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​What is Whale Stranding?


We look at this unexplained phenomena amongst marine mammals...

Whale stranding, also known as cetacean stranding, is a mysterious wonder humans are still trying to get their head around. The strange occurrence involves whales being washed up onto a beach or shore. Stranding usually results in death for these creatures of the sea due to various circumstances. They include collapsing on their own weight, dehydration or drowning through their blowhole.

This peculiar phenomena has been recorded throughout time however, scientists and marine biologists are yet to conclude with a definitive explanation as to why it happens.

Whale strandings have been evident throughout history and occur quite frequently in Australia. This mysterious, but yet ghastly spectacle is common around the southern and western coastlines of Australia and also prevelant around Tasmania.

Last year, there was a mass stranding in Western Australia involving 18 pilot whales. Previous to this incident, seven sperm whales died due to a stranding in South Australia. Tasmania’s whale strandings have appeared to be the most intense, with 177 sea animals washing up on shore in a single incident.

According to the Australian Department of the Environment's website, some of the theories include; whales dying at sea and resulting in being washed up onto shore, disorientation from the marine animals due to following prey into shallow water, the shape of the coastline directing them in the wrong direction and whales being lead onto shore by predators.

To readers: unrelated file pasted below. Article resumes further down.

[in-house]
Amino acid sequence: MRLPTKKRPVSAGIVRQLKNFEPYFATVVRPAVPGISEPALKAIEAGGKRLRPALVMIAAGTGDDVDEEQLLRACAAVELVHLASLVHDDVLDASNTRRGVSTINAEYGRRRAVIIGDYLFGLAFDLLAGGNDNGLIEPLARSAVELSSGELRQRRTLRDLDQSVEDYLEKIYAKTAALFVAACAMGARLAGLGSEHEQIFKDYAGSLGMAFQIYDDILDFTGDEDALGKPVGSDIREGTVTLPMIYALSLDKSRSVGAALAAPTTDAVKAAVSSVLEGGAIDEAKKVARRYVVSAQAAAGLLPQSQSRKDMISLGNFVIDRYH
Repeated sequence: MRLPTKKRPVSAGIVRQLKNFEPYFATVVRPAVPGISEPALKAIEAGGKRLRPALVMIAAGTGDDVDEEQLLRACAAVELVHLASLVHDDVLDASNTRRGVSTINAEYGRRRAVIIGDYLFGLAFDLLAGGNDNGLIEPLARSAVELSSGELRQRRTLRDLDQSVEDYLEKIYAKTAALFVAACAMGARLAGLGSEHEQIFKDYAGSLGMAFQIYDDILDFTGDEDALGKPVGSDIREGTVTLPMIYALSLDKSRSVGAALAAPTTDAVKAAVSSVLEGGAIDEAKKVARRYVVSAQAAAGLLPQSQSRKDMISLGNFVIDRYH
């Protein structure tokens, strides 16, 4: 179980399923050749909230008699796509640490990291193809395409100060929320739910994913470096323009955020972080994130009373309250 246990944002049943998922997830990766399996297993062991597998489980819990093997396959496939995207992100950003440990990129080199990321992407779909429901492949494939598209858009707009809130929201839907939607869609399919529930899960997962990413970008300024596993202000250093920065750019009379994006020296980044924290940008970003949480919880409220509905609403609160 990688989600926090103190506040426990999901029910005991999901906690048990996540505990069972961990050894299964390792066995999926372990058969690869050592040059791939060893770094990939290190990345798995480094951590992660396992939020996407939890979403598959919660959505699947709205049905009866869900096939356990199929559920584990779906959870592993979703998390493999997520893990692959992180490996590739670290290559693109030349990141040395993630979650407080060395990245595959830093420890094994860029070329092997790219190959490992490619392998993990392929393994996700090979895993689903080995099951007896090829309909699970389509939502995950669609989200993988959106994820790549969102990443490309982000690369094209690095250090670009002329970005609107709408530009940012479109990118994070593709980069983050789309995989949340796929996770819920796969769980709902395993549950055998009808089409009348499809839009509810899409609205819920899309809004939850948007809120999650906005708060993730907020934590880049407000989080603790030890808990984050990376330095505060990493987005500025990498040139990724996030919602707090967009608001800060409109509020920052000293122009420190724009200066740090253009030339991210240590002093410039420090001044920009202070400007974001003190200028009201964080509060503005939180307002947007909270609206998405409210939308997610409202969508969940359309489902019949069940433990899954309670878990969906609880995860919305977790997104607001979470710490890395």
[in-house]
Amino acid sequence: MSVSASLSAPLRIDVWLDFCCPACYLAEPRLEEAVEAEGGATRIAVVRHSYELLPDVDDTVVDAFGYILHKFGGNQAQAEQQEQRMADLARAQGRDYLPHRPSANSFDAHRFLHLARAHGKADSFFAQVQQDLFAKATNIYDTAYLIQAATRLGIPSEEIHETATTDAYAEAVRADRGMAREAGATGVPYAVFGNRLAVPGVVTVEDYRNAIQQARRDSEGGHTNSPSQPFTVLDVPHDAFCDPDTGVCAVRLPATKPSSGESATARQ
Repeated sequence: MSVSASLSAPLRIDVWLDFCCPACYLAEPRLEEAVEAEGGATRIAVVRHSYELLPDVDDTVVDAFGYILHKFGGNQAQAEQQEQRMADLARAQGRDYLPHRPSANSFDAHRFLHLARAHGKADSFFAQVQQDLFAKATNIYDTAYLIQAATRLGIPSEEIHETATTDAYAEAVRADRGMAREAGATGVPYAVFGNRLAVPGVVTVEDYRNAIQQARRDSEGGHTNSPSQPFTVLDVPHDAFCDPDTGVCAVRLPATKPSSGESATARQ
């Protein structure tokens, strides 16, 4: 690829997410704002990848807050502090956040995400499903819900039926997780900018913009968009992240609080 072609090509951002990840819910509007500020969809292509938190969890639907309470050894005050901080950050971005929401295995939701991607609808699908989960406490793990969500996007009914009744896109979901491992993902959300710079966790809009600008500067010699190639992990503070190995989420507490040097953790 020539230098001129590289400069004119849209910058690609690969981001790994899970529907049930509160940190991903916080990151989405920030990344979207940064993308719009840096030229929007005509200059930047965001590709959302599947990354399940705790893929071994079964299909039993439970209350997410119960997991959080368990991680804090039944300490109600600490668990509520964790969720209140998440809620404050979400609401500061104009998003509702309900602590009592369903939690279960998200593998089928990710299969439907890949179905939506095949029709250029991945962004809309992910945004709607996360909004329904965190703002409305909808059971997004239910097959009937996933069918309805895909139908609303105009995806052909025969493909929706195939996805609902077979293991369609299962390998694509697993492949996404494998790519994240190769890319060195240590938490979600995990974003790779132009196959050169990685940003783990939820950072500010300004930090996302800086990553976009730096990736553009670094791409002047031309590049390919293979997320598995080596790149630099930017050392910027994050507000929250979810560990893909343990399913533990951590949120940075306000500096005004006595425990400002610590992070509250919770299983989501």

Upon research, the main theories for whales beaching themselves, include navigational errors, hunting too close to shore, rough tides and weakness due to injury or old age, which encourages whales to swim towards shallow waters with others following suit.

Another speculation from marine biologists as to why whale stranding occurs is due to the increase of chemicals and pollution ending up in our waterways. This may lead to deformities within marine animals, leaving them mentally impaired. The aftermath of these toxic chemicals, result in the weakening of marine mammals and may contribute to some of the above theories.

Cetacean strandings generally involve common dolphins, oceanic dolphins, pilot whales, or sperm whales. Coincidently, these species all have teeth, unlike filter-feeding whales. We wonder if that has anything to do with this mystery…?

If you come across whale stranding, call local authorities or the whale hotline immediately.

Photograph: Tasmanian Parks and Wildlife Service